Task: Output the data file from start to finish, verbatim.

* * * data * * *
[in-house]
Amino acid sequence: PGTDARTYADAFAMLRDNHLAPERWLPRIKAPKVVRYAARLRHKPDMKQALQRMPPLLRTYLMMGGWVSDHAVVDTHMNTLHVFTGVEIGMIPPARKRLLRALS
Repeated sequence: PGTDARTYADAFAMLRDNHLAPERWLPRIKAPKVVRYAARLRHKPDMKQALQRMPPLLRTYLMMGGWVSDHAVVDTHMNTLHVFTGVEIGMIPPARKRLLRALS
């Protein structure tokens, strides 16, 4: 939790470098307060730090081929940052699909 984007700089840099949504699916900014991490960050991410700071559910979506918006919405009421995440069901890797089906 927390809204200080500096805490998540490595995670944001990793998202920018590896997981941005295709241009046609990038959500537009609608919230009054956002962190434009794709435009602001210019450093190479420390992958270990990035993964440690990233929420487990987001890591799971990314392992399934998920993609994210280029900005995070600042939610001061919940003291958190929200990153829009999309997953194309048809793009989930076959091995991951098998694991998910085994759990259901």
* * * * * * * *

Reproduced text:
[in-house]
Amino acid sequence: PGTDARTYADAFAMLRDNHLAPERWLPRIKAPKVVRYAARLRHKPDMKQALQRMPPLLRTYLMMGGWVSDHAVVDTHMNTLHVFTGVEIGMIPPARKRLLRALS
Repeated sequence: PGTDARTYADAFAMLRDNHLAPERWLPRIKAPKVVRYAARLRHKPDMKQALQRMPPLLRTYLMMGGWVSDHAVVDTHMNTLHVFTGVEIGMIPPARKRLLRALS
């Protein structure tokens, strides 16, 4: 939790470098307060730090081929940052699909 984007700089840099949504699916900014991490960050991410700071559910979506918006919405009421995440069901890797089906 927390809204200080500096805490998540490595995670944001990793998202920018590896997981941005295709241009046609990038959500537009609608919230009054956002962190434009794709435009602001210019450093190479420390992958270990990035993964440690990233929420487990987001890591799971990314392992399934998920993609994210280029900005995070600042939610001061919940003291958190929200990153829009999309997953194309048809793009989930076959091995991951098998694991998910085994759990259901």